Hypertension refers to a persistent elevation of arterial blood pressure.
Prevalence is 30% in the UK (defined as adults with BP >140/90 mmHg). It is higher in men than in women before 60 years of age, but equal after this point.
Hypertension is a major risk factor for MI, stroke and chronic kidney disease (CKD). It is classified into ‘stages’ to help guide management.
The majority of hypertension is essential (primary), however in a significant number of cases there may be a secondary cause or contributory factor.
NOTE: This is an evolving area. It is now thought that a greater proportion of cases of hypertension have a secondary cause. Some studies indicate primary aldosteronism is responsible for 5-15% of cases of hypertension.
Hypertension is typically asymptomatic. However, signs and symptoms may reflect underlying end-organ damage or a potential secondary cause.
Hypertension may cause progressive retinal microvascular changes.
These changes have been classified by the Keith-Wagener Barker (KWB) grades:
Grade 4 may indicate malignant hypertension requiring admission and immediate management. Recently there has been a move away from the KWB grades with a new three stage system proposed.
In the following patients underlying causes should be thoroughly excluded:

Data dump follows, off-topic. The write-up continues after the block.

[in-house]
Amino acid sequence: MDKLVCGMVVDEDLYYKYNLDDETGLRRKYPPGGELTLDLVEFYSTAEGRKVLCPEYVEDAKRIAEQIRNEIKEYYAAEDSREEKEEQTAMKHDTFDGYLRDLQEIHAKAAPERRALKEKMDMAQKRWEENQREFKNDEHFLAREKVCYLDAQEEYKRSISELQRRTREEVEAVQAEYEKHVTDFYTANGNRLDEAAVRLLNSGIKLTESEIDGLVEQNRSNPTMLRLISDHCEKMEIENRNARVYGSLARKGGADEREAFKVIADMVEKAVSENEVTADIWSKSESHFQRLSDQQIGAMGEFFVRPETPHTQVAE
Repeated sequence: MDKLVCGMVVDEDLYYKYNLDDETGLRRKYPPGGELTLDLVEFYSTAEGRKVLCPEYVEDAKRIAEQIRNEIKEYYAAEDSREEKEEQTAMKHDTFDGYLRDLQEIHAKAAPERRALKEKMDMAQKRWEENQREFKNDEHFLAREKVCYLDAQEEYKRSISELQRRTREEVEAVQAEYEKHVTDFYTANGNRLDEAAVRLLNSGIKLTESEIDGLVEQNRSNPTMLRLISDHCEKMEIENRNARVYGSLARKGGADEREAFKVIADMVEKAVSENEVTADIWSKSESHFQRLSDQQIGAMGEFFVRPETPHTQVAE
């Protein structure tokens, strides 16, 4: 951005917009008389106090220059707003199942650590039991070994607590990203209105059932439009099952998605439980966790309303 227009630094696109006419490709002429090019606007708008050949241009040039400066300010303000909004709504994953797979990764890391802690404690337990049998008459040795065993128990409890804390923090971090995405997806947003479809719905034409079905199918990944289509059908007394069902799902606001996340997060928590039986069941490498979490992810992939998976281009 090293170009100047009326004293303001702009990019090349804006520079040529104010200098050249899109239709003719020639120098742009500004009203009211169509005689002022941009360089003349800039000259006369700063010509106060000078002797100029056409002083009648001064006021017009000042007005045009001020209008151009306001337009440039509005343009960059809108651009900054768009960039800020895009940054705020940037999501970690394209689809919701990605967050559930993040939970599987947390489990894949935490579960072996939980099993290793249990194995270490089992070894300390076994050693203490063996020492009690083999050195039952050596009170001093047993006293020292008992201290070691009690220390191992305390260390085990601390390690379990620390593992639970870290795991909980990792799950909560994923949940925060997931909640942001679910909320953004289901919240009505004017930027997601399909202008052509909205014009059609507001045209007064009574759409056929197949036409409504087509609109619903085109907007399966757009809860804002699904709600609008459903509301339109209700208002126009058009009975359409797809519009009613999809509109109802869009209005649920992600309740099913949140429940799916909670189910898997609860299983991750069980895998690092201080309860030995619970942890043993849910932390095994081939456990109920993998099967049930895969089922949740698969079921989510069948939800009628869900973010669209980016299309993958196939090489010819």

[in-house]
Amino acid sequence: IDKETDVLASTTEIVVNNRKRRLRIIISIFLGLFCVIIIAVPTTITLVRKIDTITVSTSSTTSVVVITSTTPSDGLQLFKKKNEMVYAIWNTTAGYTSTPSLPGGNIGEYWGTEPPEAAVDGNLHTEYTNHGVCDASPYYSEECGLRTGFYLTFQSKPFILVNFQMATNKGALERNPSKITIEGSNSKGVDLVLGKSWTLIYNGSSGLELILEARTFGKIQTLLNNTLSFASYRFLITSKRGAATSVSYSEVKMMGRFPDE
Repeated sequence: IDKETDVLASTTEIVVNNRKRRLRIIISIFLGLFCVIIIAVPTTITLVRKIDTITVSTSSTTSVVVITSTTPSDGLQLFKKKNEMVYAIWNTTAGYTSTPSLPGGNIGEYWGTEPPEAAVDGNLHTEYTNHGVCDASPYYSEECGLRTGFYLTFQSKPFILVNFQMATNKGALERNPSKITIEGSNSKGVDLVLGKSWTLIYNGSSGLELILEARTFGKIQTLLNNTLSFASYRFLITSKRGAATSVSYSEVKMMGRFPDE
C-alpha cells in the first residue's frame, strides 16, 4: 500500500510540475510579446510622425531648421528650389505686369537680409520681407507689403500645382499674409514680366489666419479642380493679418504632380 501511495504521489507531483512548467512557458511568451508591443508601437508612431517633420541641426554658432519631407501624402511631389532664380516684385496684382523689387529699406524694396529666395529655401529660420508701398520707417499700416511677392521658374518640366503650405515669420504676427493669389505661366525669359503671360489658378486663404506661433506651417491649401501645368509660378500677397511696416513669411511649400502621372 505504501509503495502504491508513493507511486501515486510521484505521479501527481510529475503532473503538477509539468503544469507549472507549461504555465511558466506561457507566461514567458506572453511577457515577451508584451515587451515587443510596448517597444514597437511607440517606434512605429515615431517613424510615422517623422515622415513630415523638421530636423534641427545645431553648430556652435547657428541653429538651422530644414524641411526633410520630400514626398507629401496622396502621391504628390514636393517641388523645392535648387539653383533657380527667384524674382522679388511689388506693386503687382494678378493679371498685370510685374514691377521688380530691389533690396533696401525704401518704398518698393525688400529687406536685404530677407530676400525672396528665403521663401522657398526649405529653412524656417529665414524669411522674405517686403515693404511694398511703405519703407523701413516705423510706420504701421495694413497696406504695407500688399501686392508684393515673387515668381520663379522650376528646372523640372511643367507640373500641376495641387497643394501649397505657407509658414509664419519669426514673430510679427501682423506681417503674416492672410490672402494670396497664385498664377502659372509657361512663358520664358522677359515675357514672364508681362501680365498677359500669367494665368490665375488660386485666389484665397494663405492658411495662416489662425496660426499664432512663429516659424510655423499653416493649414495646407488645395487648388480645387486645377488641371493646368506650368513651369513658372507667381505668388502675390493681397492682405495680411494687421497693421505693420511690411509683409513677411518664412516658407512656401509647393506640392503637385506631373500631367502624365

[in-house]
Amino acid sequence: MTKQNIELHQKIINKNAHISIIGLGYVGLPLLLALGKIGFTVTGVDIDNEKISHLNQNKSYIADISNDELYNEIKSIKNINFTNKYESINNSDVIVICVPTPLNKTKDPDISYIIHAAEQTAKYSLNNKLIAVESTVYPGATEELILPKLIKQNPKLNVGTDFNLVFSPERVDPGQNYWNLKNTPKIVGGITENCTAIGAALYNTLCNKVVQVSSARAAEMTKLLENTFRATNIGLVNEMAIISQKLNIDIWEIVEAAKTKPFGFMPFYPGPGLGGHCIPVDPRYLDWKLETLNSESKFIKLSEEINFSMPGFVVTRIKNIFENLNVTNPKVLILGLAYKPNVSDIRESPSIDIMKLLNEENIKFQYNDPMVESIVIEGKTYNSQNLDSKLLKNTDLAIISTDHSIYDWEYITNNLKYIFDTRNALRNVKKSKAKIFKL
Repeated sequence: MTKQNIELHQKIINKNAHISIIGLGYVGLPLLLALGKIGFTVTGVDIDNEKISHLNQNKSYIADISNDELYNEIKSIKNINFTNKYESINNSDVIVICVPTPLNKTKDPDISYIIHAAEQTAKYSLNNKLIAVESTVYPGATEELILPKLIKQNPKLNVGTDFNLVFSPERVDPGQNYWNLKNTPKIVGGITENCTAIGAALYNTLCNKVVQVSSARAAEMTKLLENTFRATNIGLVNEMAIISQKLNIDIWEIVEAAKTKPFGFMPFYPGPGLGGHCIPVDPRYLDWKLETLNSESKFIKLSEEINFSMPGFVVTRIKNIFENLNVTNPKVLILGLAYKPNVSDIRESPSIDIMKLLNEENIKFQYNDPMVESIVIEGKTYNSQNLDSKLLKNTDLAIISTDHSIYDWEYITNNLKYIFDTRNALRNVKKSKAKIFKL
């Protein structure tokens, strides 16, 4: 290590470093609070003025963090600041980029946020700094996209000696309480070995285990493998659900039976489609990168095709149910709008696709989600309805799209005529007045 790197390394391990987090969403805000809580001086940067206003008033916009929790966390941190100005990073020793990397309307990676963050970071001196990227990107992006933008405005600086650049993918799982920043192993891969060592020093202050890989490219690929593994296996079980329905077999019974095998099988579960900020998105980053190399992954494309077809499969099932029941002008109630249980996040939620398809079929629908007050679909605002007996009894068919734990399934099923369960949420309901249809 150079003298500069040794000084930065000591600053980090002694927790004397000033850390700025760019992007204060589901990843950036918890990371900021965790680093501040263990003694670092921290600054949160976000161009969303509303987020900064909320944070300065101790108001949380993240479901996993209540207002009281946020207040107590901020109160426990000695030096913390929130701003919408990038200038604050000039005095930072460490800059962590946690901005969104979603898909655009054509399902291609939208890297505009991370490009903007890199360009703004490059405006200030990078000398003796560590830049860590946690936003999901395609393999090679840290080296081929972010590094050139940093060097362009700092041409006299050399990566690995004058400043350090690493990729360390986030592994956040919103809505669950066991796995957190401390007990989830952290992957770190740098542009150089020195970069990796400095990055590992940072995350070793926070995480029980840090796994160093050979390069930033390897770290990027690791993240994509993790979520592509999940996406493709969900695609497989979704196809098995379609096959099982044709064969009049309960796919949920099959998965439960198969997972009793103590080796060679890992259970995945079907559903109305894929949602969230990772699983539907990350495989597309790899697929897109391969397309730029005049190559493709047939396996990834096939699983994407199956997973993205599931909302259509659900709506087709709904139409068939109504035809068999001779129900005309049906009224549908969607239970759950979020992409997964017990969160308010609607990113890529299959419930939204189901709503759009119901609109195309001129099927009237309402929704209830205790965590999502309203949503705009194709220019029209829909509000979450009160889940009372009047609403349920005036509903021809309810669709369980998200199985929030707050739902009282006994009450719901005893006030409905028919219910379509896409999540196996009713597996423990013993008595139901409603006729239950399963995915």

- Age < 40 years
- Reduced eGFR (suggestive of renal disease)
- Proteinuria or haematuria (suggestive of renal disease)
- Hypokalaemia and hypernatraemia (suggestive of Conn’s syndrome)
- Hypertension that is sudden onset, variable or worsening.
NICE now recommends the use of ambulatory BP measurements (ABPM) for the diagnosis of Stage 1 & 2 hypertension.
If clinic BP is 140/90 mmHg or higher, ABPM is used to confirm the diagnosis (except in Stage 3 hypertension, in which immediate treatment is initiated). With ABPM, at least two measurements an hour are taken during the patient's usual waking hours (e.g. 8 am - 10 pm). The average value of these measurements is used to confirm the diagnosis.
Management of hypertension is based upon NICE guidelines.
Lifestyle modification & patient education are important in treating hypertension.
Antihypertensive drug therapy is initiated in patients:
Hypertension is managed in a step-wise fashion. If blood pressure is not controlled with each step, medication should be reviewed to ensure that the treatment is optimal before moving onto the next step.
For people aged > 80 years, offer the same anti-hypertensive therapies as for people aged 55-80 years, however take into consideration comorbidities.
Those with renal disease and proteinuria or diabetes should target a BP of <130/80.
Hypertensive emergencies occur when high BP results in acute end-organ damage.
The term malignant (or accelerated) hypertension is typically reserved for when papilloedema is present and is defined by NICE as:
A BP >180/110 with signs of papilloedema and/or retinal haemorrhage.
It is a severe condition resulting in neurological, renal and cardiac damage, requiring admission and immediate management.
Treatment attempts to reduce BP over 24-48hrs. This is to prevent hypoperfusion. Changes may have occurred to autoregulatory mechanisms of blood pressure control. Therefore, a rapid reduction in blood pressure, even to normal levels, may result in profound organ hypoperfusion.
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